• Ruaraidh Britton

Is it time to shake up Scottish football?



“They are nothing but a shower of greedy b*****ds.”


It was a truly challenging week in football, and one we will never forget, but Arbroath gaffer Dick Campbell best summed up how we felt when we heard that 12 of Europe’s richest clubs sign themselves away to a new European Super League. The ESL has been an idea in the pipeline for a number of years, but has come to fruition after two of the most financially challenging seasons football has ever seen during the pandemic.


Real Madrid are in £900M of debt. Tottenham, who entered without winning a single Champions League trophy, are over £1 billion in debt following the stadium rebuild. Liverpool are desperate to stall their plummeting revenues as fans stay on their sofas for another year. Football is in a spiralling hell financially, but the concept of a ESL has the potential to quite simply kill Scottish football.


The concept of refusing entry based on merit is farcical, it is purely a financial standing that gets these clubs in when teams with fanbases and European history like Celtic, Rangers, and Aberdeen are left in the cold watching money float by. Quite frankly, the exclusivity of the league is an insult to the sport we grew up loving for its competitive nature and tarnishes the hopes of any Scottish teams receiving attention for their efforts in Europe alongside a European Super League.


Then to cap the week off, along came the idea of a revamped British League involving just Celtic and Rangers in an 18 team division. The idea of the royal blue clash of Chelsea V Rangers or Kieran Tierney’s Arsenal meeting his old pals at Celtic might be tempting, but the rest of Scottish football is well and truly shown the middle finger with that proposal. Whispers in the wind considering the idea of a British Cup sound like the best of a bad situation, but after the thrill of this weekend’s Scottish Cup quarter finals, and seeing the less successful teams like St Mirren and Dundee United make the final four provides enough evidence of why we don’t need a revamped cup competition either.


As much as we don’t need to fix a league system that is not broken, Scottish football is in itself very broken, and there are several things that we can start to see would be top of the agenda. Yesterday’s cup announcement of Premier Sports retaining the rights to League Cup coverage means that for me to watch Celtic or Rangers who receive the most televised fixtures in Scotland, BT Sport, Sky Sports and Premier Sports will charge me over £70 a month and nearly £800 a season to watch every game, and some are not even televised owing to Sky only having a limited number of league fixtures. It’s a disgrace that that is the case when season tickets are a few hundred pounds either side of that figure.


Fans are essentially being mugged, meanwhile our main cup competition is still without a sponsor, and more money is being thrusted into Bridgerton for the next instalment on Netflix. The SFA need to find a way to bring new money into the game to boost the competition, because England is currently running away with some of Europe’s biggest transfers and some of the highest incomes in European football. The product itself needs to drastically improve, with VAR being the first major upgrade, because it is so tedious watching the refereeing standards let us down every week. Not one Scottish referee will be at the Euros this summer, a fact that doesn’t surprise anyone familiar with the Scottish game.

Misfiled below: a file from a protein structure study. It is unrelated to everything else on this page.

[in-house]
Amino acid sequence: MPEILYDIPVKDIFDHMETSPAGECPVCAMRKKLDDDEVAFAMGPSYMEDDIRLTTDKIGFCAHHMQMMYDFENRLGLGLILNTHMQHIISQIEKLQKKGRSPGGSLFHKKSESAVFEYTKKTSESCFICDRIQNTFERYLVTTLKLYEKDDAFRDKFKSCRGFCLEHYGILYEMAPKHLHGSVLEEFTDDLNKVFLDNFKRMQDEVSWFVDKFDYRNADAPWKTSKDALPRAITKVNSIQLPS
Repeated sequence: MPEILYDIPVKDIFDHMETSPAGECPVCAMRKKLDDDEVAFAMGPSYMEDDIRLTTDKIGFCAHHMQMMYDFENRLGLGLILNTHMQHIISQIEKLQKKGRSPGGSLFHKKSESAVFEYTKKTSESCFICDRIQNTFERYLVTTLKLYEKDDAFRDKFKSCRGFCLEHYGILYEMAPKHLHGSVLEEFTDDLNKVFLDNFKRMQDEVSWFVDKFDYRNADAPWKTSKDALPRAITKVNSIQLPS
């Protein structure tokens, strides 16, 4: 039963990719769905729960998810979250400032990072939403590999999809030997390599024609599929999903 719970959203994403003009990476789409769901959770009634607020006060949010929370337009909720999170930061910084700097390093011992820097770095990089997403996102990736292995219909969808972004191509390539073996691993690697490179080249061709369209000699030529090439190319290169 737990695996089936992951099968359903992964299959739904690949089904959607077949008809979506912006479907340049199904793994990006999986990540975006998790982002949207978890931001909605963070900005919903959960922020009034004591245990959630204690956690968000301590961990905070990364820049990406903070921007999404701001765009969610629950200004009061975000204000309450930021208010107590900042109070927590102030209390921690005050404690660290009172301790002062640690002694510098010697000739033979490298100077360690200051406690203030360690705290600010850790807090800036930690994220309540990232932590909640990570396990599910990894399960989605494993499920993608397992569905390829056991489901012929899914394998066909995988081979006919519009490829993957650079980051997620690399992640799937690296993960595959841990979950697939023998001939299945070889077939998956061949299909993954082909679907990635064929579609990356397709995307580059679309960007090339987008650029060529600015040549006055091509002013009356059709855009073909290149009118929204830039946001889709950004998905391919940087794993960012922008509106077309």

Belgium and Holland are looking to unite their leagues to become a more competitive force with rivals like French Ligue 1 and the Bundesliga, but for Scotland that simply cannot be the answer. Hamilton and Ross County are on their knees looking for ways to survive the Premiership; add in the neighbours and fixtures like Manchester City away and a pummelling will be a gentle analysis of that contest. It would be far too much of a mismatch, and the fanbase outside of the Old Firm would be seriously turned off by the prospect of watching their team try and compete with any of England’s biggest sides. Instead, why not beef up the top flight from 12 to 16 teams, and pray that the competitive element of various leagues around Europe trickles down into our game. Step up Hearts, Dundee, Raith Rovers and Dunfermline, and throw in some excitement with 30 games in the regular season, and the additional seven fixtures from top eight split, and give some new faces a chance to shine.


Any suggestion of the Old Firm leaving Scotland to benefit the other teams needs scrapped, because as much as it gives them a chance of winning the league, the main draw for television audiences and European match days goes out the window, and buries the league. Instead, the other clubs need to find ways of stepping up and properly competing with Celtic and Rangers, and again that reverts to the introduction of new money, but finding a source is like the pot of gold at the end of rainbow if the rainbow landed inside a billionaires mansion gates.


It’s not an easy fix, but British Cups or Leagues and ESL introductions will do far more harm than good. Arsenal play Rangers in an anniversary friendly this summer, and if the idea of a British Cup excites you, watch the record FA Cup winners against Scotland second most decorated Scottish Cup team, and that should give you an idea as to what to expect. The sooner a new solution can be found to improve the game and help put Scotland back on the map, the better. Our game has been in a desperate decline since the 1990’s, and we haven’t exactly got time to waste. As for your precious Super League, you can shove it up your …

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